Have you ever considered studying a language in another country?
Written by Chris Cutler
As I write this, I’m in an apartment in Bologna where I’ve spent the last several weeks trying to write and to learn Italian. While I speak Spanish fluently—I majored in it and taught it—I never learned Italian, the language of my grandparents. After my first visit to my grandmother’s village in 2010, I decided to start learning. I tried to get by with the Spanish, but Italian is not the same.
My first class was through UNLV’s Continuing Ed program, and it gave me a good start. That said, having no one with whom to speak Italian on a daily basis made learning to speak and understand the language difficult. It was the same with Spanish, by the way. I learned more in three months in Mexico than I ever did in Spanish classes. Using the language helps you remember.
Last year, I told my husband that I was going to “live” in Italy for two months so that I could go to school and immerse myself in the culture and language. I did a lot of research and ended up at Cultura Italiana, one of a number of language schools in Bologna. I chose it because it is the only school in town that does research with the University of Bologna and because it offered the intensive course I wanted. We had two hours of grammar and two hours of conversation every morning.
In addition, Cultura Italiana offered extra activities every afternoon or evening. Included were cooking classes, performances, exhibitions, and tours of the gelato university, a clothing manufacturer, many museums, and a variety of towns near Bologna. The only language we spoke in all classes and activities was Italian. Immersion in the language forced us to think in it instead of our native languages, and that forced us to learn.
I decided to totally immerse myself in the Italian language and culture. My communication and comprehension skills continue to improve daily, so much so that I rarely use Italian, Spanish, and English—Italospanglish— in one conversation any more. If you are considering attending or sending your child to a foreign language school, you need to do your research, as I did. Hopefully, these six questions will help you.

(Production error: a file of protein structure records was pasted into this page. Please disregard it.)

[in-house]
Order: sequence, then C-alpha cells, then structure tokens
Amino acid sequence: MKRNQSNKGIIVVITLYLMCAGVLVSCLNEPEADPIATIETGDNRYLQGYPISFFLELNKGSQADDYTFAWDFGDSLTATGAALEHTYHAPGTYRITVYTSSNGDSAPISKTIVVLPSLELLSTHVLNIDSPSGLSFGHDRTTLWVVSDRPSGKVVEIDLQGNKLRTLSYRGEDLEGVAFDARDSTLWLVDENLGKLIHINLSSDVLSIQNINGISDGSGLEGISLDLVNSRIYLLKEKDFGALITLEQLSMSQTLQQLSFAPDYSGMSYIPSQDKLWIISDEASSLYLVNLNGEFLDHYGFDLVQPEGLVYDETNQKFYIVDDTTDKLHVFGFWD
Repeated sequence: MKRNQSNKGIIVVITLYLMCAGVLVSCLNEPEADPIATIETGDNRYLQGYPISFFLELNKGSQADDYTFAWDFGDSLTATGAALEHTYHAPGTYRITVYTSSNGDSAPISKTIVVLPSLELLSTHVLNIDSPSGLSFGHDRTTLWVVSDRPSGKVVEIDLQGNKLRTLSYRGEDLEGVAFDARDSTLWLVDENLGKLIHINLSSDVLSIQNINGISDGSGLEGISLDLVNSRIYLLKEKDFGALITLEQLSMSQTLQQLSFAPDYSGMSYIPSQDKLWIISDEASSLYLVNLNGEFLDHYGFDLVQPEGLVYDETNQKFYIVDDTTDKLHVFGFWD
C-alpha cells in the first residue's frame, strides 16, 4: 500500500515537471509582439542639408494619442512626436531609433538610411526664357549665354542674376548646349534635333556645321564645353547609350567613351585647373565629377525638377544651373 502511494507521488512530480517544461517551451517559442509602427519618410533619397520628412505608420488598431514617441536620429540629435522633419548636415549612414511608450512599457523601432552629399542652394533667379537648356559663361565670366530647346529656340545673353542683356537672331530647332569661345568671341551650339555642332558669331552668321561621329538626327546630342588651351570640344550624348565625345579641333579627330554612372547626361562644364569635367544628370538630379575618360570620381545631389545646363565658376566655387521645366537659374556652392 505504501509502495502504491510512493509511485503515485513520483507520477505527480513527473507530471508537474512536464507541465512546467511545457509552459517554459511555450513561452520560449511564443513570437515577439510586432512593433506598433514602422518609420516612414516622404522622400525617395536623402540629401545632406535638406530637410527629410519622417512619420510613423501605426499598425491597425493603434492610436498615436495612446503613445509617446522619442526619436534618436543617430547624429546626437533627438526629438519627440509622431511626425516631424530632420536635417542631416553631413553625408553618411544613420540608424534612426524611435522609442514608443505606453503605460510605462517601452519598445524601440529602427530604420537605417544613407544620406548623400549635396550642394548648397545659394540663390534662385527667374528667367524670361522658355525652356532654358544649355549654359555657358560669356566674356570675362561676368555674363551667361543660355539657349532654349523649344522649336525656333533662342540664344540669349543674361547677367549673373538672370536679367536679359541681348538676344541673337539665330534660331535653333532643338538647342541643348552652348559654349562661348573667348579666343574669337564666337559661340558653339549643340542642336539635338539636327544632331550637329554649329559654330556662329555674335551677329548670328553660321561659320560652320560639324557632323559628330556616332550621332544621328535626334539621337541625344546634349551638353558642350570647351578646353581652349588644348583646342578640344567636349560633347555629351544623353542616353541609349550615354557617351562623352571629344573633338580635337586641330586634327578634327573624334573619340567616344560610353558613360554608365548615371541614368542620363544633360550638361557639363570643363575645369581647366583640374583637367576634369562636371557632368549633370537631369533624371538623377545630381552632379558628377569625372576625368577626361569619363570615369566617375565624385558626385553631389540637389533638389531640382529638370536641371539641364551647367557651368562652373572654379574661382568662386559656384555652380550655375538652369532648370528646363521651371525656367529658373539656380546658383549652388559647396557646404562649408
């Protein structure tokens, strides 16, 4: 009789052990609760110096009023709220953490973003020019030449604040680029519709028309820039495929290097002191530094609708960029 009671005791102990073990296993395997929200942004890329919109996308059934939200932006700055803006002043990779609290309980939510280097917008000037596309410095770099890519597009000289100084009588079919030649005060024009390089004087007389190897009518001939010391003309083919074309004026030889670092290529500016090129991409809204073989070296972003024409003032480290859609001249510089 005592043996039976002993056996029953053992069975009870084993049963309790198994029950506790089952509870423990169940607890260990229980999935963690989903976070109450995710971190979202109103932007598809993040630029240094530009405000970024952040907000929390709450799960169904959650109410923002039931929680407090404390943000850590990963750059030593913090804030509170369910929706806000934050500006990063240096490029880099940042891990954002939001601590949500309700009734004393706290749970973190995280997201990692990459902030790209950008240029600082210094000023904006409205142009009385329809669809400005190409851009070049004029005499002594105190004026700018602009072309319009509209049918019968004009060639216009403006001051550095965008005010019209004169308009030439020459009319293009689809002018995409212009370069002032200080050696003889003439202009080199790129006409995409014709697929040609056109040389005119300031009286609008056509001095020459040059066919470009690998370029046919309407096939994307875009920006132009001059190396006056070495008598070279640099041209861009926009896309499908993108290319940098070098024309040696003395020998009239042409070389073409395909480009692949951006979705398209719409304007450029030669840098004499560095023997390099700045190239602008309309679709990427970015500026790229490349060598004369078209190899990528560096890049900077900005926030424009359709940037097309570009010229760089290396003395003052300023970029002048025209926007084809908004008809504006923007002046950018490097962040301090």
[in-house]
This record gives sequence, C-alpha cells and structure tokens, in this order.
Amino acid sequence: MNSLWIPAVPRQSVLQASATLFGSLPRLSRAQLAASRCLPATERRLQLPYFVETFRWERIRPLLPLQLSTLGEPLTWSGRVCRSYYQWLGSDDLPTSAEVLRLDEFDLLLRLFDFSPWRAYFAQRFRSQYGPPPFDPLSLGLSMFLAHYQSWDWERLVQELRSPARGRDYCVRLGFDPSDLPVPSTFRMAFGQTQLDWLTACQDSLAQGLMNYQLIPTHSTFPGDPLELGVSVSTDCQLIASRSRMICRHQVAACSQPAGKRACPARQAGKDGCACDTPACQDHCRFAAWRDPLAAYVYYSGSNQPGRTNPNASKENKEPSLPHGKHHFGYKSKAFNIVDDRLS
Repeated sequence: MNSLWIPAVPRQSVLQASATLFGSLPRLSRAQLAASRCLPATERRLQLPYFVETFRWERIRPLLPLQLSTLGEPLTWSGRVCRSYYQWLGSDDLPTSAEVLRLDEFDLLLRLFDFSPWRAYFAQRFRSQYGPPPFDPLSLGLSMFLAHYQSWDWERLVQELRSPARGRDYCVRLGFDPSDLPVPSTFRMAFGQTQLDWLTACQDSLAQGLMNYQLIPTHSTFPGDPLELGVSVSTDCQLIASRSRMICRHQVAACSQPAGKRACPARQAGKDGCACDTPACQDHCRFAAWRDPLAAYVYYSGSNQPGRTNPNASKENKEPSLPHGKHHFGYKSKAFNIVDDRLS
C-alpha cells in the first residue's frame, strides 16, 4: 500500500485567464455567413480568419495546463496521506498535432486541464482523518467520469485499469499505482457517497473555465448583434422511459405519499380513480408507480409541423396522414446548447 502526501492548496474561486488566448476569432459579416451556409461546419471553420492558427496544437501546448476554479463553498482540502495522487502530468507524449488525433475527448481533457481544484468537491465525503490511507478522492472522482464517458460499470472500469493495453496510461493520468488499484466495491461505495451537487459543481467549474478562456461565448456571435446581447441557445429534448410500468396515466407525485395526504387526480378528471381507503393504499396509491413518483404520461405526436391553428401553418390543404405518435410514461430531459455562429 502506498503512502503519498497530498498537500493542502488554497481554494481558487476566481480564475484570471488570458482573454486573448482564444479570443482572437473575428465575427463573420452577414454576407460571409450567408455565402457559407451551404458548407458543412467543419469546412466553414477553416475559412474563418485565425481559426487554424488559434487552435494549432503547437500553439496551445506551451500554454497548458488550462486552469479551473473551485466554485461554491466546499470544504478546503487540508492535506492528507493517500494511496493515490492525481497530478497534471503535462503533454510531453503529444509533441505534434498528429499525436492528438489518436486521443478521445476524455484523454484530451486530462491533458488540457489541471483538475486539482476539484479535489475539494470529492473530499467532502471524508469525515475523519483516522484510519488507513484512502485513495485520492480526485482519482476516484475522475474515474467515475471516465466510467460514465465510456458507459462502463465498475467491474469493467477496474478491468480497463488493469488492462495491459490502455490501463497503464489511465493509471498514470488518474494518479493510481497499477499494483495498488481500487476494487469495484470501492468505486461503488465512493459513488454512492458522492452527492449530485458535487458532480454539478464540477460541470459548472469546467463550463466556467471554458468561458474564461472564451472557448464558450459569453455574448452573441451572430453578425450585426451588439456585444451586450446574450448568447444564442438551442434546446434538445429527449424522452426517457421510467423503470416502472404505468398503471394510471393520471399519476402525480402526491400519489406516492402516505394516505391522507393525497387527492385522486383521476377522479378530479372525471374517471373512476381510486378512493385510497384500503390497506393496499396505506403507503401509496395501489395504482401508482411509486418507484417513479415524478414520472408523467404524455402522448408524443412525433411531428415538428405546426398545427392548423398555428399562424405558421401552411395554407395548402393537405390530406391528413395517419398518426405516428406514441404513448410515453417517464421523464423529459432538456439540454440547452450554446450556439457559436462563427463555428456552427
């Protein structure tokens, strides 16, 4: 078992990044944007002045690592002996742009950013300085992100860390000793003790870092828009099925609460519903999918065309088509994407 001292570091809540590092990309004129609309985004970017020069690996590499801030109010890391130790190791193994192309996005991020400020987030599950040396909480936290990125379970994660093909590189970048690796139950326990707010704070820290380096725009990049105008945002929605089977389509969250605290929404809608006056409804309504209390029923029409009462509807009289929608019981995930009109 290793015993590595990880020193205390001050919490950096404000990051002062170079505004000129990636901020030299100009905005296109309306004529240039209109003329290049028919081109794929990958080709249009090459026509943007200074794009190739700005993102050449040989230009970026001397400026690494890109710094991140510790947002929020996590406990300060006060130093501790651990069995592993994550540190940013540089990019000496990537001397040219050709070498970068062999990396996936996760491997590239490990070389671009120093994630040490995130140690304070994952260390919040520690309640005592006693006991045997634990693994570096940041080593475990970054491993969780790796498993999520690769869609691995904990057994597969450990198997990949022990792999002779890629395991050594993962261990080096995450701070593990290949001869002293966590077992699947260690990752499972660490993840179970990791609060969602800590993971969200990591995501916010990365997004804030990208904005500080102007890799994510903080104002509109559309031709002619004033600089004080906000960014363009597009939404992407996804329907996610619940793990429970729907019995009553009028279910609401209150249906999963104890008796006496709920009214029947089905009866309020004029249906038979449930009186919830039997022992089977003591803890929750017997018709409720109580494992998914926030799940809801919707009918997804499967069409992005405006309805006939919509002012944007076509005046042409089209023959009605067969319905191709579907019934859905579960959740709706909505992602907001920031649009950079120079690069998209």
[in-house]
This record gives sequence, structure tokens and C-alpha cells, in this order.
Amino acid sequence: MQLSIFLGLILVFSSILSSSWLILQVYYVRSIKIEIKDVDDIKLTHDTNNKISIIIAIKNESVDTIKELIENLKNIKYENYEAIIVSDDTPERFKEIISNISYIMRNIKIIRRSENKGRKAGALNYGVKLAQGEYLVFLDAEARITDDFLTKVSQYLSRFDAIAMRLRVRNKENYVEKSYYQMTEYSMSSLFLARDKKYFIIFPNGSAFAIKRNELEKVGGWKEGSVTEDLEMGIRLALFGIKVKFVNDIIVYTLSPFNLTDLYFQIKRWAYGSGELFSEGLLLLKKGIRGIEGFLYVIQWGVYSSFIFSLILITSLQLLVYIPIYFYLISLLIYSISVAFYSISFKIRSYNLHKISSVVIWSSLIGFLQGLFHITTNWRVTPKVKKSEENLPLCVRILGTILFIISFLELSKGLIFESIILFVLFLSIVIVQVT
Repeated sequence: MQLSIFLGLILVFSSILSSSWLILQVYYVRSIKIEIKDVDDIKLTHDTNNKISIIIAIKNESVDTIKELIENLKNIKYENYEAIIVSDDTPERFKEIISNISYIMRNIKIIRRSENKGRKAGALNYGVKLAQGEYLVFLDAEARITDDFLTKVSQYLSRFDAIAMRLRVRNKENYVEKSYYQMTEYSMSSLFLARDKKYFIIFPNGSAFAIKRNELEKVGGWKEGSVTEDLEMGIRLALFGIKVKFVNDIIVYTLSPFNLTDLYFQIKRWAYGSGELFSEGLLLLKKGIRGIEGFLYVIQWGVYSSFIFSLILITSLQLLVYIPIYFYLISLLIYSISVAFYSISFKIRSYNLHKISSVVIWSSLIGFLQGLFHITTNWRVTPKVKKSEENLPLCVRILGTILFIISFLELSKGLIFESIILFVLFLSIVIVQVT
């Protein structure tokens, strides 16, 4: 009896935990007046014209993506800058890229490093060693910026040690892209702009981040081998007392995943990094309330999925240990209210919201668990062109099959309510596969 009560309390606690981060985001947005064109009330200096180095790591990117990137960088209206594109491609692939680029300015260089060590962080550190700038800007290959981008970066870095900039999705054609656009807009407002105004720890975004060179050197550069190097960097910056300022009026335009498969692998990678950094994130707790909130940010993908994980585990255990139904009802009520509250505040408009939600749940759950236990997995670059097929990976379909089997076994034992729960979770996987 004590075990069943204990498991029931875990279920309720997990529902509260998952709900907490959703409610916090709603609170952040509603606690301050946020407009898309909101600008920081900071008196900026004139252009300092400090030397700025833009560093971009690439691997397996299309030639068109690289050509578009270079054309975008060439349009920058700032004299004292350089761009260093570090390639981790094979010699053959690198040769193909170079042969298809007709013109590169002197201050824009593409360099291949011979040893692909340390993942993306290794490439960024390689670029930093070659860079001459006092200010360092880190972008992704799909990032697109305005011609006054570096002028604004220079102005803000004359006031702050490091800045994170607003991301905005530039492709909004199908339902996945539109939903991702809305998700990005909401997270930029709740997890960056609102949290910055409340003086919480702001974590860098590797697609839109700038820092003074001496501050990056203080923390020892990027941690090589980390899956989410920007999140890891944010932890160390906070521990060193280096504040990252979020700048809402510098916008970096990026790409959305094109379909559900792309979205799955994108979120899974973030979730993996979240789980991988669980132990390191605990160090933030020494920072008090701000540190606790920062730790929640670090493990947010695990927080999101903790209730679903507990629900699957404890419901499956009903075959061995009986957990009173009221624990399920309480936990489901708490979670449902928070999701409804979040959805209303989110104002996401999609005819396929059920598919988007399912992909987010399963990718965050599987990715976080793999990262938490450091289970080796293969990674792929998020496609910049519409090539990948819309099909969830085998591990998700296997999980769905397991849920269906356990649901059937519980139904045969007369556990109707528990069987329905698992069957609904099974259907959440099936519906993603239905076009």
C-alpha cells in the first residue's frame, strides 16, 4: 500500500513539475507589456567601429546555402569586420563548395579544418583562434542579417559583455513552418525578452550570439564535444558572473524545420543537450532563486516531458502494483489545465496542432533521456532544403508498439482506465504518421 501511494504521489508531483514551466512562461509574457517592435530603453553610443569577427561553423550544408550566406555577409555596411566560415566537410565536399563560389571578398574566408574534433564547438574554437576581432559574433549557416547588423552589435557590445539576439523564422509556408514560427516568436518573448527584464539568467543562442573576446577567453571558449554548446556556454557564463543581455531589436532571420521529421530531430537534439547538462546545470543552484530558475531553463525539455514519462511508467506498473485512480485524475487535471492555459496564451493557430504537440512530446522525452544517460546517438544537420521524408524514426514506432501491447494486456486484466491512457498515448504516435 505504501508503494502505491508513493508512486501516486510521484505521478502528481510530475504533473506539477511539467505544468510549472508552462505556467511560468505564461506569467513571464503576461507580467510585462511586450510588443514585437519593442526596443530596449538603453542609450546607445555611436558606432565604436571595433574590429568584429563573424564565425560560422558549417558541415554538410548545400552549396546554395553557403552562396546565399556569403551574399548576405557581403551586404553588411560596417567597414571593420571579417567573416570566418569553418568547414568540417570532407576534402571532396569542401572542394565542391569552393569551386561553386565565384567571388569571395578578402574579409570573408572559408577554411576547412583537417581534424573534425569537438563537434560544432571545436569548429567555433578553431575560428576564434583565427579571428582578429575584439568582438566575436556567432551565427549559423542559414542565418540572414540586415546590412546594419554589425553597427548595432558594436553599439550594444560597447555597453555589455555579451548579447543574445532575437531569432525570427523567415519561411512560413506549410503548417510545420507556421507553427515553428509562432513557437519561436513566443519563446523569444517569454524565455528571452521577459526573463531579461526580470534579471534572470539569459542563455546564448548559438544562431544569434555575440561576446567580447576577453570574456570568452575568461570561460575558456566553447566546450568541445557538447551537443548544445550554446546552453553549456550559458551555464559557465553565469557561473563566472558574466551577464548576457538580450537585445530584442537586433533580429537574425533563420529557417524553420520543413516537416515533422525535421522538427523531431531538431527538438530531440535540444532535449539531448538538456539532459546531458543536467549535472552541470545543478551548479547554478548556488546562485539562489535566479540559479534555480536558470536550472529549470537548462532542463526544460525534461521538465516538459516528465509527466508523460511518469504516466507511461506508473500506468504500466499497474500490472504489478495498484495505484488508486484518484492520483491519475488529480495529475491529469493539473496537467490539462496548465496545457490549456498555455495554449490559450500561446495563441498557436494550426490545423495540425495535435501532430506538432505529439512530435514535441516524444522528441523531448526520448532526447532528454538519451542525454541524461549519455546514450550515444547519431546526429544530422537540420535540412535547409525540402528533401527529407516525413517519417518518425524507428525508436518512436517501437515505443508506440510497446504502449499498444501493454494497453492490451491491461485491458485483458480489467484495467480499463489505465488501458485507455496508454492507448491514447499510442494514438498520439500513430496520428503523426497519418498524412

1) What is the class format, and how will it work with my learning style?
Each language school has its own instructional techniques and methodology, and you want to find one that syncs with you. Some schools offer a “hands-on” approach to learning, as Cultura Italiana does, while others offer a more formal approach with lectures and grammar only.
2) What is the average class size?
I prefer the smaller, intensive classes that have fewer students. At Cultura Italiana, there were 10 students in my classes. As I noted, I taught Spanish, and my classes averaged 28 students. Keep in mind that fewer students will give you more personal attention and help if you need it. On the other hand, having more students in the class can give you more opportunities to practice the language and make friends.
3) What are the teachers’ qualifications?
While this might seem like an odd question to ask a school, you might find that some schools have “teachers” who do not have degrees. I know of a school in Mexico that used high school students to conduct its afternoon conversation classes. You might also consider asking how many teachers you will have. Different teachers have different teaching styles, points of view, and even accents. Exposure to more than one teacher provides a lot of benefits.
4) Can I switch classes if I find I’m in the wrong class for me?
Each language school has its own way of assessing which class each individual student should attend. You may find that the classes you attend are too easy or too hard. The school should allow you to switch to another class if you feel you need to move.
5) What’s the average student age?
If you are going to be attending the school, you probably don’t want to attend class with a group of teenagers. On the other hand, if you are looking for a school for your teenage child, you probably don’t want him/her attending class with only retirees. A good mix of ages is important.
6) What is the city like?
As I mentioned above, I looked at a number of language schools, and a few of them were in cities other than Bologna. I ended up focusing on Bologna because it is not a tourist destination for most Americans (I wouldn’t constantly hear English.), because it is a central railway stop (I wouldn’t need a car.), and because it is a clean and safe city (I was going to be alone.). As much as the school should sync with your learning style, the city should sync with your lifestyle.
Of course, you should always consider cost (Most expensive is not always best.), extracurricular activities (Consider the quality, not the quantity.), and housing (Will you need to find your own, or does the school help?). A little research will go a long way and ensure that you not only learn but also have a great time while doing so.